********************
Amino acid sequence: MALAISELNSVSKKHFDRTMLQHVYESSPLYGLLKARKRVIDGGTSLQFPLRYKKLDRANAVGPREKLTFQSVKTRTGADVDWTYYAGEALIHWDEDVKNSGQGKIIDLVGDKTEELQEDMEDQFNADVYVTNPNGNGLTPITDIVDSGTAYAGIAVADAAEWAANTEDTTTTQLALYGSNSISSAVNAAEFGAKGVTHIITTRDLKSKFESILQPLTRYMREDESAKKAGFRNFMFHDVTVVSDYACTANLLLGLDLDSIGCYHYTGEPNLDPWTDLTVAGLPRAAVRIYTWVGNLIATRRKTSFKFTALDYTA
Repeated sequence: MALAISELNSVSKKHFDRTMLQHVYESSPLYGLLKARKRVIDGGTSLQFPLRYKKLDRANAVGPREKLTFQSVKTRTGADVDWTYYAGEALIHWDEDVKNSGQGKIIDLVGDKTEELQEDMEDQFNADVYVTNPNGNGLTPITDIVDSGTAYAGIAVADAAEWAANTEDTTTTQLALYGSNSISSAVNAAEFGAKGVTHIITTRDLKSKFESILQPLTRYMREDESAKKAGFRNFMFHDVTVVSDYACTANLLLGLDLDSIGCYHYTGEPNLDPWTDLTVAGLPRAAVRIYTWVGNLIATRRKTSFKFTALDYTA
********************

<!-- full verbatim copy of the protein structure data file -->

Amino acid sequence: MALAISELNSVSKKHFDRTMLQHVYESSPLYGLLKARKRVIDGGTSLQFPLRYKKLDRANAVGPREKLTFQSVKTRTGADVDWTYYAGEALIHWDEDVKNSGQGKIIDLVGDKTEELQEDMEDQFNADVYVTNPNGNGLTPITDIVDSGTAYAGIAVADAAEWAANTEDTTTTQLALYGSNSISSAVNAAEFGAKGVTHIITTRDLKSKFESILQPLTRYMREDESAKKAGFRNFMFHDVTVVSDYACTANLLLGLDLDSIGCYHYTGEPNLDPWTDLTVAGLPRAAVRIYTWVGNLIATRRKTSFKFTALDYTA
Repeated sequence: MALAISELNSVSKKHFDRTMLQHVYESSPLYGLLKARKRVIDGGTSLQFPLRYKKLDRANAVGPREKLTFQSVKTRTGADVDWTYYAGEALIHWDEDVKNSGQGKIIDLVGDKTEELQEDMEDQFNADVYVTNPNGNGLTPITDIVDSGTAYAGIAVADAAEWAANTEDTTTTQLALYGSNSISSAVNAAEFGAKGVTHIITTRDLKSKFESILQPLTRYMREDESAKKAGFRNFMFHDVTVVSDYACTANLLLGLDLDSIGCYHYTGEPNLDPWTDLTVAGLPRAAVRIYTWVGNLIATRRKTSFKFTALDYTA